Since her indelible 1989 debut feature Sweetie, New Zealand–born Jane Campion has been one of the most distinctive talents in world cinema. The first woman awarded the Palme d‘Or at Cannes—for her Oscar-winning 1993 feature The Piano—Campion makes films that reflect a highly personal and idiosyncratic style, influenced by her background in anthropology and painting, and notable for their visual inventiveness, dark sense of humor, and complex depictions of women and sexuality. For four decades now, Campion has moved freely across genres—family melodrama, gothic romance, literary adaptation, farce, suspense-thriller—and also between cinema and television. This September, the Film Society marks the U.S. premiere of the eagerly awaited series Top of the Lake: China Girl (airing on Sundance TV in September) with a retrospective survey of Campion’s rich and revelatory body of work, with the director in person for select screenings.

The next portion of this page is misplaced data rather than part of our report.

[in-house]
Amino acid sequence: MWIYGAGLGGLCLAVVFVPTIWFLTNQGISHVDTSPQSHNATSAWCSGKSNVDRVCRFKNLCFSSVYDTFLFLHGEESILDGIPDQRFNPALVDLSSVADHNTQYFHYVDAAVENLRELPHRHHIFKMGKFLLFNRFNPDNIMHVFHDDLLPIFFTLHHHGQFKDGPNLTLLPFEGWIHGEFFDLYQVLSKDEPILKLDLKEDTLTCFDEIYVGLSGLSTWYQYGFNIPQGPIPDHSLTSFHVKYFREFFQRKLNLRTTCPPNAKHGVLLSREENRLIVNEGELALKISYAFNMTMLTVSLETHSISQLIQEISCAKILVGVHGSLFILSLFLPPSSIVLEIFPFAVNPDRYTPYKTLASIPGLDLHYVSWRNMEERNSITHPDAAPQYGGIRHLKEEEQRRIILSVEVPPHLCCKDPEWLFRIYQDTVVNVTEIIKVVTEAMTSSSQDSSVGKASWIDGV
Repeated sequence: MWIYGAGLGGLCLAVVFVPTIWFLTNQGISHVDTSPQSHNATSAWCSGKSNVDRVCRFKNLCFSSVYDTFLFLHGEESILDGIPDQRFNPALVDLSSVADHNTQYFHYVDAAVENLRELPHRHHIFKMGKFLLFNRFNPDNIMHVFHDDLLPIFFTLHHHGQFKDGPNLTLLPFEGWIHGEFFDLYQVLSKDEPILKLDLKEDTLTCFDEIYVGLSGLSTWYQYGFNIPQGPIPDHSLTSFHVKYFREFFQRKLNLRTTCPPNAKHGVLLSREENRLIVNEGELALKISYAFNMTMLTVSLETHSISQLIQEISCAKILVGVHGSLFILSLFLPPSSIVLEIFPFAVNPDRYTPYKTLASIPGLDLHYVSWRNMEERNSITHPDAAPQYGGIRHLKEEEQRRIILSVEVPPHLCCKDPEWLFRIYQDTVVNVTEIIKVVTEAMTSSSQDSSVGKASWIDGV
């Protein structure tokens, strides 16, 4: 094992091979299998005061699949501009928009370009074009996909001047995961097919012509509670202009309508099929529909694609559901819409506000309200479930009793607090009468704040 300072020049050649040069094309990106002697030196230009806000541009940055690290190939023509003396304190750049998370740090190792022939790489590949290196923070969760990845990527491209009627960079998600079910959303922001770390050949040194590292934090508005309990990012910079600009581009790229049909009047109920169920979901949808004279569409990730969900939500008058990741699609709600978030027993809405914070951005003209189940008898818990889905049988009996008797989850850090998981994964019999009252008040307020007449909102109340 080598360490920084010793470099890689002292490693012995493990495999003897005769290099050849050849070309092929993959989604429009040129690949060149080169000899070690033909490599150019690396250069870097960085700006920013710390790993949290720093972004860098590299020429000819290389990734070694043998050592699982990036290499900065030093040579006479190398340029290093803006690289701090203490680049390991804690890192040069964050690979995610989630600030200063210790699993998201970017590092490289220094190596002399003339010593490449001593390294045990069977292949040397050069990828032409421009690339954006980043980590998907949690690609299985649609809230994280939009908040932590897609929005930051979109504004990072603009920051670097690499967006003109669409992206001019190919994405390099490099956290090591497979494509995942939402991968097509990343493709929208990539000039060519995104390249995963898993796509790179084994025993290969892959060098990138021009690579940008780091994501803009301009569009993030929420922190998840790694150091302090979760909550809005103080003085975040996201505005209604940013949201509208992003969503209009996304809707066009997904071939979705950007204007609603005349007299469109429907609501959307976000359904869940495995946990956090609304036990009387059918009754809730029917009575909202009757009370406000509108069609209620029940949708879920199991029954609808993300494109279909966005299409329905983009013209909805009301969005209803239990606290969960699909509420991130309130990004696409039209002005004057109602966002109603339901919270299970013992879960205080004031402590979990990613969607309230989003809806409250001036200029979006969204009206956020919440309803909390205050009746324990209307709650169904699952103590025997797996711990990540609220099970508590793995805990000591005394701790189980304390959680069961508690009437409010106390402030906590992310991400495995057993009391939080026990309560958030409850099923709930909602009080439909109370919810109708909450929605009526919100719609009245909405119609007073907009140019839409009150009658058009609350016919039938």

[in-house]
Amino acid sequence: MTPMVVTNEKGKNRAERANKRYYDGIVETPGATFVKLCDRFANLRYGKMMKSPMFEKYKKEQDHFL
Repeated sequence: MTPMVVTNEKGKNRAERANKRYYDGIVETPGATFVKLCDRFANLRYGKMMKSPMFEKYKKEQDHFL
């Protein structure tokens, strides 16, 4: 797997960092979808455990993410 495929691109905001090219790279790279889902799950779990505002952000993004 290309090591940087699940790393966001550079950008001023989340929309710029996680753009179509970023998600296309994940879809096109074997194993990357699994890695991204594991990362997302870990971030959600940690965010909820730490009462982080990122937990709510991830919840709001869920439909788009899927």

Organized by Dennis Lim and Tyler Wilson


SundanceTV; See-Saw Films; BBC Worldwide (TBC); Australian Film, Television and Radio School; National Film & Sound Archive of Australia; Chicago Film Society; Yale Film Study Center; Kate Richter